The Theosophical Forum – May 1947

EVOLUTION — Allan J. Stover

The term evolution is employed here in its original sense of unfolding or unwrapping from within; as of a seed or bud. Organisms are, indeed, influenced by environmental factors, but the way in which the organism responds to one or another influence is determined by what is latent within it as a part of its inner nature. Fundamentally, the heart of any being has within it numberless phases of character and specializations of form awaiting opportunity to manifest. Then, when nature presents the proper conditions, there is a response and new characteristics appear. That this is so is shown by recent experiments in which a series of transplant stations were established across the State of California. Carefully bred seedlings from identical plants were transplanted at intervals across the State from the coastal plain through the coast range, interior valleys, foothills and Sierra Nevada Mountains to the desert valley east of the mountains. The experiment resulted in many variations in size, form, color and general appearance.

Darwin attempted to show by his discoveries that, because of outside influences, evolution proceeded by a transformation of one form into another. Thus, while the theories of Darwinian evolution, including the survival of the fittest, the origin of species and the influence of heredity and environment, may appear to be true, it is only within the smaller groups such as the genus and the species that they hold good and, then, only in appearance. In the constantly changing phases of geological history, Nature has provided many opportunities for unfolding varying aspects of character. There are many parts to be played on the stage of life and, as in a school, the student is required to study many subjects in order to become a well-balanced man or woman.

Physical bodies are merely the houses of life in which all egos live while learning the lessons possible under particular conditions. When the ego has mastered the lessons of one condition, it passes on to other homes better fitted for its new evolutionary status. It is this inner evolving self, whether of a man, an animal, or a plant, that is the compelling force in all evolution. Today, scientists are coming to realize gradually that chance and outside influences have little to do with true development. They are a means but not a cause. Darwin said that intelligence arises first when organisms begin to cooperate. In recent times, Dr. Osborn has stated that there is an unexplainable and mysterious factor which he calls, "creative aristo-genesis"; that is, a creative urge originating in the higher portion of each being which is the cause and directing force behind evolution.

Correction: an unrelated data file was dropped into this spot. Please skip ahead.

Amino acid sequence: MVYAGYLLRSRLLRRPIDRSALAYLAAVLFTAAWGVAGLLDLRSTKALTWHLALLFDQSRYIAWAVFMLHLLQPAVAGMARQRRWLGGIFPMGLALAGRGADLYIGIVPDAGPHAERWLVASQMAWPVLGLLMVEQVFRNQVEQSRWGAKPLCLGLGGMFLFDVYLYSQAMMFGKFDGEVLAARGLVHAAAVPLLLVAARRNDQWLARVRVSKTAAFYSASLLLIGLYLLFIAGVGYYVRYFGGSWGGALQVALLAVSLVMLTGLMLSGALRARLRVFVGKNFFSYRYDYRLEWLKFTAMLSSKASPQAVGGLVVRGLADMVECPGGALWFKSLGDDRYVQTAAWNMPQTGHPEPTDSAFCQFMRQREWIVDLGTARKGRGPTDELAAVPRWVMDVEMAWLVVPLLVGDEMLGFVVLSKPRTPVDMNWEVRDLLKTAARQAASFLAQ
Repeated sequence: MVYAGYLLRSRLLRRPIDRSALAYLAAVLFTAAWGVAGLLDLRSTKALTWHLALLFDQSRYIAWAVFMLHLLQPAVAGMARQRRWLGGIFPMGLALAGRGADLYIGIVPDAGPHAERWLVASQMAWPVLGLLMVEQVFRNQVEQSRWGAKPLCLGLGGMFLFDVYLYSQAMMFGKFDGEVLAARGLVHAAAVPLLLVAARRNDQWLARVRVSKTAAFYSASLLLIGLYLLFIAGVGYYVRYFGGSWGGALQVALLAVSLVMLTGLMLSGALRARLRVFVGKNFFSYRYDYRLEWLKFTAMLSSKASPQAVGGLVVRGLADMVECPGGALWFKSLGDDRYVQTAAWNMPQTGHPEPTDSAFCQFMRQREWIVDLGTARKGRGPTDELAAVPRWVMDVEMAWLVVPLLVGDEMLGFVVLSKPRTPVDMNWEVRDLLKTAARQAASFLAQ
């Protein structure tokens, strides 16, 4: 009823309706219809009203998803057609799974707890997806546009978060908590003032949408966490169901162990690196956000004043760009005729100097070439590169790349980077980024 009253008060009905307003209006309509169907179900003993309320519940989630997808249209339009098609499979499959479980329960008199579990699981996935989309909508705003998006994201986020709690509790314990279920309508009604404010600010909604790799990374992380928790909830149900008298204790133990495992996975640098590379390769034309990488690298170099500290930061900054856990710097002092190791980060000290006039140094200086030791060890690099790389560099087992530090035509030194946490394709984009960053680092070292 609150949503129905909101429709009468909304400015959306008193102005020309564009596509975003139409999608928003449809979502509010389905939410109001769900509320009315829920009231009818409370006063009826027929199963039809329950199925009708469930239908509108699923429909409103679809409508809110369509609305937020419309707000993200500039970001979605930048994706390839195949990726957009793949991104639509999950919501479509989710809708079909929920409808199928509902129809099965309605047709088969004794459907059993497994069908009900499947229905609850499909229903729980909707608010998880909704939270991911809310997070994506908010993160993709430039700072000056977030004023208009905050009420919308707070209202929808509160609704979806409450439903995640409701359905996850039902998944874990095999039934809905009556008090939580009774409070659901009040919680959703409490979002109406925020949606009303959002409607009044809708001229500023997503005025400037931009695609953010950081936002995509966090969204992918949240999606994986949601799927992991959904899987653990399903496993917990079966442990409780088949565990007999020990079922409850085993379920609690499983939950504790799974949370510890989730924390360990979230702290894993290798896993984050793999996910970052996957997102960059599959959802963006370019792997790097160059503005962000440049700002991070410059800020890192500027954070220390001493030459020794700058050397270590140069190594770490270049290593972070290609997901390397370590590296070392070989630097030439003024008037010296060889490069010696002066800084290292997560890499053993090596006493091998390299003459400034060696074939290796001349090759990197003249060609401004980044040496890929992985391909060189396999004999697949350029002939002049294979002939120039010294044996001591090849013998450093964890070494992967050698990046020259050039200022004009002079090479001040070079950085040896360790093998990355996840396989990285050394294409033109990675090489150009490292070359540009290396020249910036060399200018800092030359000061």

Dr. Robert Broom in his presidential address before the South African Association for the Advancement of Science in 1933 said, "The origin of species and much of evolution appears to be due to some organizing and partly intelligent spiritual agency associated with the animal or plant, which controls its life processes and tends to keep the being more or less adapted to its environment." "But in addition to this there seem to be other spiritual agencies of a much higher type which have been responsible for what may be called greater evolution — the evolution of vertebrates, the steady advance from fishes to amphibians, to mammals, and ultimately to man." With the exception that it is the indwelling life and not the house in which it lives which advances from class to class, the Theosophist finds the above quotation very well stated.

In studying nature, we find that each group of organisms, such as a genus or family, has a lifetime consisting of a birth, a youth, a maturity and a death; as does each individual composing it. Moreover, each individual recapitulates the history of the race to which it belongs. This is supposed to be the case with transformations such as that of a caterpillar passing through a series of changes to become the winged and colorful butterfly. In the case of the higher animals, the recapitulation takes place quickly during the embryonic stage. In fact, all living things begin life as a single cell and pass along the evolutionary path as far as they may or as they are evolved to do. In general plan, all follow the same pathway until they reach their particular station in life and, there, they stop. It is this which binds nature together in an organic whole, linking each life with every other life.